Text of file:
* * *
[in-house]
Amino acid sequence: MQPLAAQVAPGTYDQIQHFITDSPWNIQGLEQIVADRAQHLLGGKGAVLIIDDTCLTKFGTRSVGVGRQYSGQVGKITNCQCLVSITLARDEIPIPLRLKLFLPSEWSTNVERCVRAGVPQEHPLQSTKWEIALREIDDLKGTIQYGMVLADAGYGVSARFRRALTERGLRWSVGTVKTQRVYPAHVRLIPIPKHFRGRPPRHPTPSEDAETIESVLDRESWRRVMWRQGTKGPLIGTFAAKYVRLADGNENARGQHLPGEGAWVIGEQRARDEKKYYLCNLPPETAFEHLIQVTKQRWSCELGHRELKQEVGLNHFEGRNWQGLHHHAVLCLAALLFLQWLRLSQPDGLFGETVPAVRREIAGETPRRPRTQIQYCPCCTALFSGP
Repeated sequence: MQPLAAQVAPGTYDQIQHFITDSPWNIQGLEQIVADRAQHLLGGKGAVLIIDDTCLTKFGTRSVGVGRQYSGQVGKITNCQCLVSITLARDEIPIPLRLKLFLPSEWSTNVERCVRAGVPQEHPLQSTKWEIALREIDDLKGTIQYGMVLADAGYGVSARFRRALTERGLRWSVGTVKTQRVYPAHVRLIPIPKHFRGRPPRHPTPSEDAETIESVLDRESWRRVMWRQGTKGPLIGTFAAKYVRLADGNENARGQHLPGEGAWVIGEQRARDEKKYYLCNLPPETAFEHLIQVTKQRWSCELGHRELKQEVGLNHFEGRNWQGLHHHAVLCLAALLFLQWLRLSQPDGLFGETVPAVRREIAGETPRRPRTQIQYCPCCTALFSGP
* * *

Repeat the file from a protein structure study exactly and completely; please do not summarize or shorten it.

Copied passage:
[in-house]
Amino acid sequence: MQPLAAQVAPGTYDQIQHFITDSPWNIQGLEQIVADRAQHLLGGKGAVLIIDDTCLTKFGTRSVGVGRQYSGQVGKITNCQCLVSITLARDEIPIPLRLKLFLPSEWSTNVERCVRAGVPQEHPLQSTKWEIALREIDDLKGTIQYGMVLADAGYGVSARFRRALTERGLRWSVGTVKTQRVYPAHVRLIPIPKHFRGRPPRHPTPSEDAETIESVLDRESWRRVMWRQGTKGPLIGTFAAKYVRLADGNENARGQHLPGEGAWVIGEQRARDEKKYYLCNLPPETAFEHLIQVTKQRWSCELGHRELKQEVGLNHFEGRNWQGLHHHAVLCLAALLFLQWLRLSQPDGLFGETVPAVRREIAGETPRRPRTQIQYCPCCTALFSGP
Repeated sequence: MQPLAAQVAPGTYDQIQHFITDSPWNIQGLEQIVADRAQHLLGGKGAVLIIDDTCLTKFGTRSVGVGRQYSGQVGKITNCQCLVSITLARDEIPIPLRLKLFLPSEWSTNVERCVRAGVPQEHPLQSTKWEIALREIDDLKGTIQYGMVLADAGYGVSARFRRALTERGLRWSVGTVKTQRVYPAHVRLIPIPKHFRGRPPRHPTPSEDAETIESVLDRESWRRVMWRQGTKGPLIGTFAAKYVRLADGNENARGQHLPGEGAWVIGEQRARDEKKYYLCNLPPETAFEHLIQVTKQRWSCELGHRELKQEVGLNHFEGRNWQGLHHHAVLCLAALLFLQWLRLSQPDGLFGETVPAVRREIAGETPRRPRTQIQYCPCCTALFSGP